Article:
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Chavez Says Attack by the U.S. Would Cause $500 Oil

Steven Bodzin, Bloomberg
Venezuelan President Hugo Chavez said crude oil would rise to “$400 or $500” a barrel in the event of a U.S. attack on his country, the biggest petroleum exporter in the Americas.

The reactivation of the U.S. Fourth Fleet in the Caribbean on July 1 and what he said is a possible U.S. base on the Guajira Peninsula, shared by Venezuela and Colombia, are both threats, Chavez said in a speech broadcast last night from the military academy. Colombian Defense Minister Juan Manuel Santos said his country doesn’t plan to give the U.S. a base on the Guajira, EFE newswire reported yesterday.

Chavez, who has long criticized the U.S. role in Latin America and warned that oil could rise to $200 a barrel in the case of an attack on Venezuela or Iran, said that given recent price increases in the crude market, his previous estimate was too low.
(15 May 2008)

Don’t hope for gas prices to drop, says oil economist

Ángel González, Seattle Times
… don’t expect [oil] prices to fall anytime soon despite slackening domestic demand, American Petroleum Institute chief economist John Felmy said Wednesday. The API, based in Washington, D.C., represents the U.S. oil and gas industry.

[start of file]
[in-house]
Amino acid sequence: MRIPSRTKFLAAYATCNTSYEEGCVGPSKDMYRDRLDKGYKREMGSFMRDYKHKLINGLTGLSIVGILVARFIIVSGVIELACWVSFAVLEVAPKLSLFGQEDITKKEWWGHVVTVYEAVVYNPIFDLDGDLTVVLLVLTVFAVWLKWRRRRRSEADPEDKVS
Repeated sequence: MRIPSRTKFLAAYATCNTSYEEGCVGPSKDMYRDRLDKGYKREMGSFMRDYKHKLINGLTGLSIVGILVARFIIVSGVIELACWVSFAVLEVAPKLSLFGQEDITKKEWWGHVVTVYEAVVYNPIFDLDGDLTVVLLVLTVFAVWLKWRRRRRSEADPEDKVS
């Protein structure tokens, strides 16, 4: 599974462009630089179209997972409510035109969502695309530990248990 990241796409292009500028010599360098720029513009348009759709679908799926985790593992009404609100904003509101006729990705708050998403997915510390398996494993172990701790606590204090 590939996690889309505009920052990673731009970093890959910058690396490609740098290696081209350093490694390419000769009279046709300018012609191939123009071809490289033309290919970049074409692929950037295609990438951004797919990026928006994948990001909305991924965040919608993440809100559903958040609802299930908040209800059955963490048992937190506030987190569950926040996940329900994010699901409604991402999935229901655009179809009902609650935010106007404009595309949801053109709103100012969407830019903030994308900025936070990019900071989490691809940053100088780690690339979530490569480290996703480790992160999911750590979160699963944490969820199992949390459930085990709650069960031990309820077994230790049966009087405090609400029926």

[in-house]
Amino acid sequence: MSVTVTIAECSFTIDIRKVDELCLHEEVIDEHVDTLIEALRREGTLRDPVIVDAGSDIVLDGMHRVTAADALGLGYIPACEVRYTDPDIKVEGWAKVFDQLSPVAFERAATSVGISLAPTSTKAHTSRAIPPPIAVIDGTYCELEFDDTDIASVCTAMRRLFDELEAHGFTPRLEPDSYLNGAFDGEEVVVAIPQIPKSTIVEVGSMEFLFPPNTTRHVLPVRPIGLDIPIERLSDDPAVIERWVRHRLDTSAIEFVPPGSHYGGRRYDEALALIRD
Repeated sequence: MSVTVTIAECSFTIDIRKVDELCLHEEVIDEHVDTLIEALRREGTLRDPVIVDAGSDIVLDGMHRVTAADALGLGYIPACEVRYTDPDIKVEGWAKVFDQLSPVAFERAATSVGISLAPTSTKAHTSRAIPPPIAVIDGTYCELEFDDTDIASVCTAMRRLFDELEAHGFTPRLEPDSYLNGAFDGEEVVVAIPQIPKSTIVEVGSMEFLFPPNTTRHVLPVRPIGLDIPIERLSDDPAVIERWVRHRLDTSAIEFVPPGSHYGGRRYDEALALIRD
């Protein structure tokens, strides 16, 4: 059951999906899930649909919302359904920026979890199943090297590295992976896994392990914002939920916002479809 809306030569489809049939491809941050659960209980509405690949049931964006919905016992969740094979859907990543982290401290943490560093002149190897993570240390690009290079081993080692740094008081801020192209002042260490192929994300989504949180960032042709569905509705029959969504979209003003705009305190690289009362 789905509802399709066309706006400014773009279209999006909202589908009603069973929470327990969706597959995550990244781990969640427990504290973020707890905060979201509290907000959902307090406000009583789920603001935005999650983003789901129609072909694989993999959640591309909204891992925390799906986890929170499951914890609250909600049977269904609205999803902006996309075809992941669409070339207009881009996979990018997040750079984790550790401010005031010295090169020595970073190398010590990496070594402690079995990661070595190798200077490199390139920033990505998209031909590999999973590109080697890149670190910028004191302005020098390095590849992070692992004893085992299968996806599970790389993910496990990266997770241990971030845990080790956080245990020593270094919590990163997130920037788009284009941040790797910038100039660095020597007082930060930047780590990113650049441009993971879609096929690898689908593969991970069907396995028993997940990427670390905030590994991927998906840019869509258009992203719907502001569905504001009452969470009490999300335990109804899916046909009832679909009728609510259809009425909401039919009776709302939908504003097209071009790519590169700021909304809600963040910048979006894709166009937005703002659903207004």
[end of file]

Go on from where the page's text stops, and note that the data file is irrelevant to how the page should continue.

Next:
Gasoline prices are driven by the high cost of crude oil, which surpassed $125 a barrel on Wednesday. That’s in large part because the slowdown in U.S. oil demand is being offset by growing consumption in China, India and the Middle East, said Felmy, who came here for a speech to the Seattle Economics Council.

“You have 2 billion people who want cars,” he said.
(15 May 2008)

No peak: Why oil prices will fall again

Ronald Bailey, The Hook
Oil prices have climbed to their highest level ever, flirting with $120 per barrel. And consumers are feeling this price spike at the pump, with gasoline averaging $3.61 per gallon in the United States. An analysis released by the investment firm Goldman Sachs suggested that oil prices might soar to $200 per barrel. Does this make sense?

… Whenever market gurus start to babble that “this time it’s different,” as they did during the dot-com and the housing bubbles, that’s a sure sign of danger in the market. Naturally, proponents of the peak oil theory claim that the recent run-up in prices is evidence that the end is nigh.

Evans responds, “Fears of peak oil are what this market has in common with the 1980s, not what is different.” Recall that during the “oil crisis” of the 1970s when oil prices were as high as they are today, U.S. oil consumption declined by 13 percent between 1973 and 1983. The higher prices of the 1970s led eventually to an oil glut and prices fell to about $10 a barrel by 1986.

So what will happen to oil prices over the next few years? No one is predicting $10 per barrel oil. However, once the current bubble bursts, both Evans and Lynch believe that the price of crude will settle at around $60 to $70 per barrel in the next couple of years. “It’s very hard to pinpoint just how long a bubble can expand before it breaks. Getting the timing right is not an easy matter,” says Evans. But he adds, “I think this is the riskiest time since 1980 to be long in crude oil.”